in which we traveled far and wide for the best tiramisu in rome
All film photos in this post were taken with an LC-A+ (plus wide lens attachment) using Kodak Color Plus 200.
After the Colosseum, we walked along Via dei Fori Imperiali to see the Foro Romano, Monumento a Vittorio Emanuele II, and Il Campidoglio. Via dei Fori Imperiali was built by Benito Mussolini to connect his office in Piazza Venezia to the Colosseum (also passing by the Roman Forum), destroying 40,000 square yards of important Roman history, as this area was heavily populated in medieval and Renaissance Rome.
The view of the general vicinity of the Roman Forum from the Colosseum’s higher levels. We didn’t enter and chose to look at it from the outside, along the via dei Fori Imperiali. It used to be a bustling area, the center of Roman public life.
If you follow the street towards Piazza Venezia (that is, away from the Colosseum), you will run into the Monumento Nazionale a Vittorio Emanuele II, which houses the Tomb of the Unknown Soldier. It’s also called Altare della Patria, or “Altar of the Fatherland,” honoring the first king of unified Italy, Victor Emmanuel.
The Tomb of the Unknown Soldier is guarded by two soldier and is watched over by an “eternal flame.”
We went to see Il Compidiglio, and there aren’t much pictures because that’s when it started to rain harder.
We took a bus to SS Quattro 24, because I read about a good pizza place called Pizzeria Li Rioni. We were lucky we got there just before their kitchen was going to close! The pizza was GOOD. I got bresaola with rocket and parmesan (of course). They serve everyone a whole pizza! But I was happy to eat all of it. HEH.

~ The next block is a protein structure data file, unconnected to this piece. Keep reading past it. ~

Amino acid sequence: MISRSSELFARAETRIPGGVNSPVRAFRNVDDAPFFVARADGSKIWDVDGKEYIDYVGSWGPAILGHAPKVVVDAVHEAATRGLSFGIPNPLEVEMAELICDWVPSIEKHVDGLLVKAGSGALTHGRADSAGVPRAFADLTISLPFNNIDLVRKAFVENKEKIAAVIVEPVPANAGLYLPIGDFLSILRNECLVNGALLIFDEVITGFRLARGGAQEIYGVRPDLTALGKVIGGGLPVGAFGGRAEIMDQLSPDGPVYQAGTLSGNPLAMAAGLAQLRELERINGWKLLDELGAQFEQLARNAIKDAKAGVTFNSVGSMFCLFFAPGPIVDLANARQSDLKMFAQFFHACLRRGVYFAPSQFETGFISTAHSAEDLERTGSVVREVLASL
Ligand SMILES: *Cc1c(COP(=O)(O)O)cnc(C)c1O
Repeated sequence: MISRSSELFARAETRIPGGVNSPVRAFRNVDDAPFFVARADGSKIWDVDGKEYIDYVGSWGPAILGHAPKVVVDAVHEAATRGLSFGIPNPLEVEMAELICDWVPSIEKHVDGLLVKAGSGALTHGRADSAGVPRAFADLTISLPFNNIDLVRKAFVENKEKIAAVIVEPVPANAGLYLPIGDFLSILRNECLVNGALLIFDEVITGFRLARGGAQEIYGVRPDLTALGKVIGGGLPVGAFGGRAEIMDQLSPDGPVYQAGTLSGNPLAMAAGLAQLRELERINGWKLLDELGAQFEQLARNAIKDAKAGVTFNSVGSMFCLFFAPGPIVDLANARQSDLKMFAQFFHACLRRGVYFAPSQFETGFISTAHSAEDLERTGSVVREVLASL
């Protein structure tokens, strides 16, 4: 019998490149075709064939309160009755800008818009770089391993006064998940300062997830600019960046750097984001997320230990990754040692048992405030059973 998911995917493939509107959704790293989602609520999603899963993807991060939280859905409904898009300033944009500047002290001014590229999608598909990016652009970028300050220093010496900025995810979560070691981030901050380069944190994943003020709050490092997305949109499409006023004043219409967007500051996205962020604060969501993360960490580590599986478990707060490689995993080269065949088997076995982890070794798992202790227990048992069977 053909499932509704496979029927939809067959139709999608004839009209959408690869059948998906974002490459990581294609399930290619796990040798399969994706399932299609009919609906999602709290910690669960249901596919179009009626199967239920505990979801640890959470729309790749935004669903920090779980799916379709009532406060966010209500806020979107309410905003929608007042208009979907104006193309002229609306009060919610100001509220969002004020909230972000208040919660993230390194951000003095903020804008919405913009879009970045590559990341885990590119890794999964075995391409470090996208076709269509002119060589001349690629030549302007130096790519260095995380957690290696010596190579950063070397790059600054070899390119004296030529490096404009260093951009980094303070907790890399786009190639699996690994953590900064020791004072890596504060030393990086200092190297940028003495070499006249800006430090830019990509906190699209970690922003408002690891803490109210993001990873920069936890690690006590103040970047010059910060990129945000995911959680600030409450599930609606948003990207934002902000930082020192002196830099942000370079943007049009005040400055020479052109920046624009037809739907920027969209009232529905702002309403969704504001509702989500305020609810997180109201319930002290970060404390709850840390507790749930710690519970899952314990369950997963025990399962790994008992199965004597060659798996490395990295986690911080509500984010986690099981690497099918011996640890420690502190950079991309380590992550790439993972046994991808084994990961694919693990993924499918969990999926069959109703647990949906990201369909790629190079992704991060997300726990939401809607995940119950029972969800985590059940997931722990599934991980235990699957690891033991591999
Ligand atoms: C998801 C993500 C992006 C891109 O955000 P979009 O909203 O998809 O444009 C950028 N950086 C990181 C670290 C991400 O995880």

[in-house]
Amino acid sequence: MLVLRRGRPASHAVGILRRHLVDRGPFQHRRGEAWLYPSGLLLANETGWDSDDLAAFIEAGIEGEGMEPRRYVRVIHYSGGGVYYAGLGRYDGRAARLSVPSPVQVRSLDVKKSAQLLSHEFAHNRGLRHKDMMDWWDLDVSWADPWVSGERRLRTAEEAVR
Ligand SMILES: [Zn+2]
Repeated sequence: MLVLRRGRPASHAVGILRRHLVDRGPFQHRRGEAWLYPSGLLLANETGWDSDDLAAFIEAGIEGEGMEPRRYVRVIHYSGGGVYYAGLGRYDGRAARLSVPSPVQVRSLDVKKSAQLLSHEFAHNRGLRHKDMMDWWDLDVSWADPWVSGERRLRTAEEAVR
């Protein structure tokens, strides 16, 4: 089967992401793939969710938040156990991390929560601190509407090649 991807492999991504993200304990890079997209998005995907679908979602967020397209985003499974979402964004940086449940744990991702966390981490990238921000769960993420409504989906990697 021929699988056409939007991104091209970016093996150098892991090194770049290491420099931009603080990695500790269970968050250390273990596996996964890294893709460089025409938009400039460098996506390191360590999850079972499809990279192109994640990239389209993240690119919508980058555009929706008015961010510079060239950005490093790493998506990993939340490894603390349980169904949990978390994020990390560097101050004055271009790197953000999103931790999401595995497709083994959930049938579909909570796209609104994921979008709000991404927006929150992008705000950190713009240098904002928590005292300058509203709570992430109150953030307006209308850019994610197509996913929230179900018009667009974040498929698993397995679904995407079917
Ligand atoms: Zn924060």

In pursuit of tiramisu that the entire internet has spoken about, we walked to Bar Gelateria Pompi at Via Albalonga. We thought we could walk it without a problem, but the scaling of the map we had was deceptive! We saw a lot of nice things along the way, though, but then it started to rain.
A vinyl store! I wish we had time to stop over, but alas.
SPQR is an initialism of the Latin phrase Senātus Populusque Rōmānus, or The Senate & People of Rome. It appears on Roman coins and documents and refers to the government of the ancient Roman Republic. I find it fascinating that this is still pretty widespread even today.
FINALLY! We found it! Bar Gelateria Pompi was bigger than I thought and served a wide array of sweets, pastries and drinks. We had the tiramisu, which was as good as people made it sound online. I mean, coffee-soaked ladyfingers with mascarpone? Yes, please! I wish I had tried the other flavors (e.g. strawberry), but I’m perfectly happy with the original. I’m glad we looked for it, even though we ended up soaked. The cafe latte we got was really more of milk, but that was okay since it went well with tiramisu anyway.